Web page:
Reply

      1. Heroes growing old. Crystal skull is a case example. Killed indy for me. Doesnt work. The only time i have seen it work is rocky balboa and never say never again.

      2. To be fair, I’ve never seen the newest Rambo movie because I was never a Rambo fan to begin with, but I remember lots of people saying it was a surprisingly strong sequel that did the character justice. I do know, though, that Stallone managed to pull it off for real with Rocky Balboa and Creed.

        And that’s about it. Most cinematic heroes don’t need to be revisited decades later unless the inevitable reminder of both their and our mortality makes some kind of dramatic sense.

      3. And lets not forget the king of reprising roles James Bond. Seems to work even with aged stars or replaced actors. Why cant Indy fall suit. Has no one seen a Carry On movie? You can have a franchise without keeping the same tired leads in it.

  2. Couldnt agree more KK. Just watched it and thought it was amazing and epic and a true sequel. Then on the drive home I thought who can I spread the word too? Girls wont shell out to watch this. Young guys wont either unless they want to try and stand out by caimign to atch the original. It is a sequel to a 1982 film which i itself was based on an even older short story after all. So I do wander what the intention was when it got greenlit other than to say thank you for the first movie.

    Reply

    1. “So I do wonder what the intention was when it got greenlit other than to say thank you for the first movie.”

      That pretty well sums it up. This sequel is a treat to the fans, new and old, but it mostly insists that you are already a fan. It’s too connected to the first film to truly win you over.

      The question I grapple with is whether or not 2049 would have ended up as the near-masterpiece it is if they’d gone with a more sensible budget in the under-$100m territory. That would have been the more economically prudent decision, and it would have certainly reframed our entire discussion of the film’s box office performance. However, with $50-$100m less to play with would Villeneuve’s achievement would have been quite as grand. Is the story compelling enough and themes enticing enough to be carried by something that might not have looked so spellbinding? Because part of the appeal of this film is how you much it hooks you and leaves you wanting to jump right into its universe, walk around on those big sets, put on one of those clear plastic coats and walk out in the rain, etc. How much of that would have been compromised if they had significantly less money to work with? Necessity is the mother of invention, of course, and they could have found a way. I just don’t know what it would have looked like.

      Reply

      1. I dont think it had a choice. In the same way Tron Legacy had to up the budget to pay true homage to the then mind blowing original it wouldnt work if after 35 years there was no superiority. Besides Harrison’s salary would have gone up somewhat since 1982. The real question was why bump off sean youngs character? What is it with mobies that male actors can grt old and still carry sequels but the lady actors cannot be banked on for the same? Carrie fisher was still alive and well for rogue one. Likewise sean young was a lookalike akthough i heard she was/is as crazy as gary busey.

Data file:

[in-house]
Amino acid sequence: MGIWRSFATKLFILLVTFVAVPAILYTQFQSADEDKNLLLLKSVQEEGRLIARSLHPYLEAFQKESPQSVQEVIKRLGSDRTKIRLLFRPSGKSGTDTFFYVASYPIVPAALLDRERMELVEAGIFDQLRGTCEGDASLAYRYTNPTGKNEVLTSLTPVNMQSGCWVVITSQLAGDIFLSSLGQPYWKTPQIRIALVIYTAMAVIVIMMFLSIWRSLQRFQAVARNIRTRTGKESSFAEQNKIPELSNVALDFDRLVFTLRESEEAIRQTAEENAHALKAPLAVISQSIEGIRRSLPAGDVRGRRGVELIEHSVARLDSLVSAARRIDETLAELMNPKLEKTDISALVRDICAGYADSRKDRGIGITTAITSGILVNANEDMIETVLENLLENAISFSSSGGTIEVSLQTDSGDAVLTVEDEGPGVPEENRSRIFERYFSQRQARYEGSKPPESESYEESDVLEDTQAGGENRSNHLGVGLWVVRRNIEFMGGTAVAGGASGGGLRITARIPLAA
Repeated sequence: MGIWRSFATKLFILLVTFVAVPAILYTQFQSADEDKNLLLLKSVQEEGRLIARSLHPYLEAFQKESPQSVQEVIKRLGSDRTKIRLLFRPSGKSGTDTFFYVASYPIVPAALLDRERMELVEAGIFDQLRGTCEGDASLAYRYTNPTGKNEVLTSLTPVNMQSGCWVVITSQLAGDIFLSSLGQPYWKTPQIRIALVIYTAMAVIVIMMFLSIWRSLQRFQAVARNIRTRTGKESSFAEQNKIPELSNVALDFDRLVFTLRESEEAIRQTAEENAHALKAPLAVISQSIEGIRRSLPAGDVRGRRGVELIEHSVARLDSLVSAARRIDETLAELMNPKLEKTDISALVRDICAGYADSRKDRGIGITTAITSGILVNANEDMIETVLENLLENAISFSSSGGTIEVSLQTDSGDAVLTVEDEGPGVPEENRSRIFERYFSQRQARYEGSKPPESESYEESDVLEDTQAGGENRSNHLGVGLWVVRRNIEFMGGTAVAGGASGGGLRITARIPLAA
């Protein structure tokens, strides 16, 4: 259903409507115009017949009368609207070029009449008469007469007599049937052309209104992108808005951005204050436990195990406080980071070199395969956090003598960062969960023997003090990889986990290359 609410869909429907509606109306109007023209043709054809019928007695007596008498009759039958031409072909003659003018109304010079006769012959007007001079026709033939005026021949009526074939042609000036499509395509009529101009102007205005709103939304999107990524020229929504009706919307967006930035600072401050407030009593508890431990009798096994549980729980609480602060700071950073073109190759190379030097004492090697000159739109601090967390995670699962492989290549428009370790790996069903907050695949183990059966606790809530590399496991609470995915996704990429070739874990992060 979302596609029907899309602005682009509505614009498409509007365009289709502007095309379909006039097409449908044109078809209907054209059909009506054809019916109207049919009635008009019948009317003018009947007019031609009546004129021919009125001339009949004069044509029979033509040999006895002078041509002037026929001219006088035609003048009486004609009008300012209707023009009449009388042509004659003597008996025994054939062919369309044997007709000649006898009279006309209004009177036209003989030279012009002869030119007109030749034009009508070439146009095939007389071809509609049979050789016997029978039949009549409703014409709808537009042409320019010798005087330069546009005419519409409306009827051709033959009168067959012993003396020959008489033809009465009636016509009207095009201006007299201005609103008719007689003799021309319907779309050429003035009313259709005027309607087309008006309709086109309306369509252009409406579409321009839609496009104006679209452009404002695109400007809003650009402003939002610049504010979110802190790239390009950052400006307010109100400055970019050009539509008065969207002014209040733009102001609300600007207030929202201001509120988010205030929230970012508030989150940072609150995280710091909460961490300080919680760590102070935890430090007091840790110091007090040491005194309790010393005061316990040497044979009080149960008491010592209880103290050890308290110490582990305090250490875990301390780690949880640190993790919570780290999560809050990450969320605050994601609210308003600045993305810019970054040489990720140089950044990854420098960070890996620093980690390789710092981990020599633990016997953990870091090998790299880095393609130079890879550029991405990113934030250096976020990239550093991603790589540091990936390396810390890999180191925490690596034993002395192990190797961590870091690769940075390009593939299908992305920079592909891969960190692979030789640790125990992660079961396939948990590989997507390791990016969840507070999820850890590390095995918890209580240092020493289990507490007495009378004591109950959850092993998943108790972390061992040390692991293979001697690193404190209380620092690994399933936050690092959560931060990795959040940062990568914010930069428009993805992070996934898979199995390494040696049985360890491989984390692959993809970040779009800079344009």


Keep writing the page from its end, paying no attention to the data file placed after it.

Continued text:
2. “The real question was why bump off sean youngs character? What is it with mobies that male actors can grt old and still carry sequels but the lady actors cannot be banked on for the same? Carrie fisher was still alive and well for rogue one. Likewise sean young was a lookalike akthough i heard she was/is as crazy as gary busey.”

        All respect to Vulture. They had a great article about this very topic. Strong recommend: http://www.vulture.com/2017/10/blade-runner-2049-recreated-22-year-old-sean-young-why.html

        The situation is a little more complicated than they make it seem, though. Carrie Fisher had more or less stopped acting, but she’d moved on to writing, performing one woman show’s. She was still a visible celebrity, and the thought of her reprising Leia for the new Star Wars movies wasn’t all that crazy. However, the thought of her playing Leia in Rogue One made no sense because her body had changed so much and her voice had been ravaged by years of smoking and alcohol. So, they did what they could with a stand-in with Fisher’s permission.

        As for Sean Young, fewer actresses burned as many bridges as her. Sure, here in 2017 she might seem like a tragic victim of Hollywood’s systemic sexism in that she was labeled as difficult for simply behaving in a way which at that time and probably still today would be considered acceptable from a man. However, the Sean Young narrative has labeled her as not just ordinary difficult but possible a bit unhinged and crazy that I never even entertained the notion of her appearing in 2049. It’s also a question of visibility. Since I haven’t seen her in so long I have no idea what’s she up to. Now, if Young is actually not as crazy as her rep, and would have loved to have returned rather than be killed off inbetween movies I feel bad for her. I don’t really know what the case is because, like I said, you only ever hear of Sean Young in the “that woman crazy” kind of way.

      3. Just read that she tried to boycot fans from going to the cinema to see it if she werent in it so guess you are right.